Commuters bemoan lack of seats as operators hit rock bottom – again

KNUCKLE DOWN Nuffield Health experts will be on hand to provide free massages after the race

Train passengers in Tunbridge Wells and Tonbridge are serviced by the nation’s worst two rail companies, according to a new survey.

The study, conducted by consumer magazine Which? found that Southeastern and Southern were the lowest rated operators in the UK, with overall satisfaction scores of 31 and 21 per cent respectively.

The best service was Merseyrail, which operates between Liverpool and Chester. It received a satisfaction score of 72 per cent.

The results for Southeastern are particularly damming, as, unlike Southern, they do not have months of industrial action to stoke their passengers’ dissatisfaction.

They received a one-star rating for seat availability, reflecting the daily experience of a cramped commute in and out of London.

In all other categories, including punctuality, frequency and standing space a two star rating was given.

Southern, which runs services from both Tonbridge and Crowborough, received the lowest score possible in all but two categories, heaping further misery on the much beleaguered service.

The figures come after Southeastern routes into London from Tunbridge Wells and Tonbridge were named two of the most expensive commutes in the UK.

And in the most recent National Rail Passenger Survey in June, Southeastern was ranked joint last with Southern when it came to value for money.

John Reynolds from passenger group Tonbridge Line Commuters said that the trains in and out are ‘very crowded, especially around 8 – 8.30am’. He added that due to upcoming housing developments ‘the problem is likely to get worse’ therefore the group would continue to ‘press Southeastern and also the Department for Transport to provide more paths for trains to and from South-West Kent’.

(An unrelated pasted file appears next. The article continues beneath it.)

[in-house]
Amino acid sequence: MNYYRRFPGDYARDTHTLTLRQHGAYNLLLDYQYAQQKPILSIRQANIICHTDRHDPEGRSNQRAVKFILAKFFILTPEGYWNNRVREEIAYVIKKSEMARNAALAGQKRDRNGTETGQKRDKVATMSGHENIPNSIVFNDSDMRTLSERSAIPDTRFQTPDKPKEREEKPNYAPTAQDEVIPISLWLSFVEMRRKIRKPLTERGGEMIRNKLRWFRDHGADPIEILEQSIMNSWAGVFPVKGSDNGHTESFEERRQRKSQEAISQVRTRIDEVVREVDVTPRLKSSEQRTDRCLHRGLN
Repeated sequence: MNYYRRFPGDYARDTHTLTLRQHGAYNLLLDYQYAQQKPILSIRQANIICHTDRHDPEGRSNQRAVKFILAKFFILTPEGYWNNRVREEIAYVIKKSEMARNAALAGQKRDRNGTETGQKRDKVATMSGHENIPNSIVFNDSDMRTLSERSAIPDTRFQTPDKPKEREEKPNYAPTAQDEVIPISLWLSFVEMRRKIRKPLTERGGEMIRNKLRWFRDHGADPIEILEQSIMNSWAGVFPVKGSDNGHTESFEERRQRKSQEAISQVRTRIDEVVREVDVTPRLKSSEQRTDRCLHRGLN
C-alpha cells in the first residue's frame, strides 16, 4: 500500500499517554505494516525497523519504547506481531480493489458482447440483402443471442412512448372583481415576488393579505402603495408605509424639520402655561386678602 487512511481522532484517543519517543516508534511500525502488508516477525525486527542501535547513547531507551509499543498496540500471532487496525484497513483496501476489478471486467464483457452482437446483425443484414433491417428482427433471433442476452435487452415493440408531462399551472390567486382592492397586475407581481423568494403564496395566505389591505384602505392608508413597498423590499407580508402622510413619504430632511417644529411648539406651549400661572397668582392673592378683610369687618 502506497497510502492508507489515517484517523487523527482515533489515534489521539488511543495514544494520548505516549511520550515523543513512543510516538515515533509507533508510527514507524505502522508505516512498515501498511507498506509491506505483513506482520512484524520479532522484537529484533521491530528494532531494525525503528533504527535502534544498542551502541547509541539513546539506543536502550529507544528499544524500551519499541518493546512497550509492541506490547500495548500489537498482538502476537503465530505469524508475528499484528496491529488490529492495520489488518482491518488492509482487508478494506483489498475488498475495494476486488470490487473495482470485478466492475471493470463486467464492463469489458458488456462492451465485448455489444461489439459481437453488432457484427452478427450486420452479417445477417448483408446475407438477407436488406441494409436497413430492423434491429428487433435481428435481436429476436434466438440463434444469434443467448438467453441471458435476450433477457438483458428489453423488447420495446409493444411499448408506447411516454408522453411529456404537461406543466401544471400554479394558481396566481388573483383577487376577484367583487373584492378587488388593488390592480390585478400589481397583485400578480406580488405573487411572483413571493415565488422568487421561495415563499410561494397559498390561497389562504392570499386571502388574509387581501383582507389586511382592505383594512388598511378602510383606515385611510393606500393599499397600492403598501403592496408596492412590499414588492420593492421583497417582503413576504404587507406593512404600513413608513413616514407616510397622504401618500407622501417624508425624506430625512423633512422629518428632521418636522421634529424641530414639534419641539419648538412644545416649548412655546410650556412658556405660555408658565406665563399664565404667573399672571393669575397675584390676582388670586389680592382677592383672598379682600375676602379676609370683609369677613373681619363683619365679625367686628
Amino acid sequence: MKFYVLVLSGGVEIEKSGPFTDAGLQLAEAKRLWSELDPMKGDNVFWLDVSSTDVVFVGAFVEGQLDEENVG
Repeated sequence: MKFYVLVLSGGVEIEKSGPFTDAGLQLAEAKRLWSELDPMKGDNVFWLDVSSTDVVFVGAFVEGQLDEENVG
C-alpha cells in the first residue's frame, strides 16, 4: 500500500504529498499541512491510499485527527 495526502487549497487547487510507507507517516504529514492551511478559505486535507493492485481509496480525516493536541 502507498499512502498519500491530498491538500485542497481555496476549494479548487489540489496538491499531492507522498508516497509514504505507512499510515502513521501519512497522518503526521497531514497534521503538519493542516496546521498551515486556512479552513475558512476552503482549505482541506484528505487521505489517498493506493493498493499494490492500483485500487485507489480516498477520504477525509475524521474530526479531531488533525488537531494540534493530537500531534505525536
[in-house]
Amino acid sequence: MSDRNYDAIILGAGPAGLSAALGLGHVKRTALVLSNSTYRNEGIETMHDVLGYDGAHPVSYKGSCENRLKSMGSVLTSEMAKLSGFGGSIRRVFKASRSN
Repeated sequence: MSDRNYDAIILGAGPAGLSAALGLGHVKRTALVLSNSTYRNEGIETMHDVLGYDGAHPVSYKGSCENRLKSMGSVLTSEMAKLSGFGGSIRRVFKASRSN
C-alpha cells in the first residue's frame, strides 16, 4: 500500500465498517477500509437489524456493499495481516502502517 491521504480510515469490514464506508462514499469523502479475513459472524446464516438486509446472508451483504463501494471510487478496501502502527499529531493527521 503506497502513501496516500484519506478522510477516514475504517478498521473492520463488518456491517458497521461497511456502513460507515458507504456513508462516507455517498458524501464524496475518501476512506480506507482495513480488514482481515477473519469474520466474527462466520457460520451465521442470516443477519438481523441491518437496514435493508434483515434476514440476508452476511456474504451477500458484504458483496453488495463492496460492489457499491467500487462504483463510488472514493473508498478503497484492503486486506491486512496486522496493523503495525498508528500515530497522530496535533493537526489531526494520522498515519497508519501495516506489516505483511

A spokesperson for Southeastern said: “We understand passengers’ concerns about the availability of seats on our trains, which stands out in this survey.

“The success of our railway means we have seen passenger numbers rise by 40 per cent in the past decade, but we have had no extra trains or carriages since 2009. That’s why we’re working closely with the Department for Transport to bring additional trains to our network.”

The survey gathered responses in October and November 2016, with 480 passengers asked for their views across the two franchises. Over 8,000 people were surveyed nationally.

Both Southern and Southeastern owned by parent company Govia, a joint venture by the UK-based Go Ahead Group and Keolis, a European operator which is mostly owned by the French Government.

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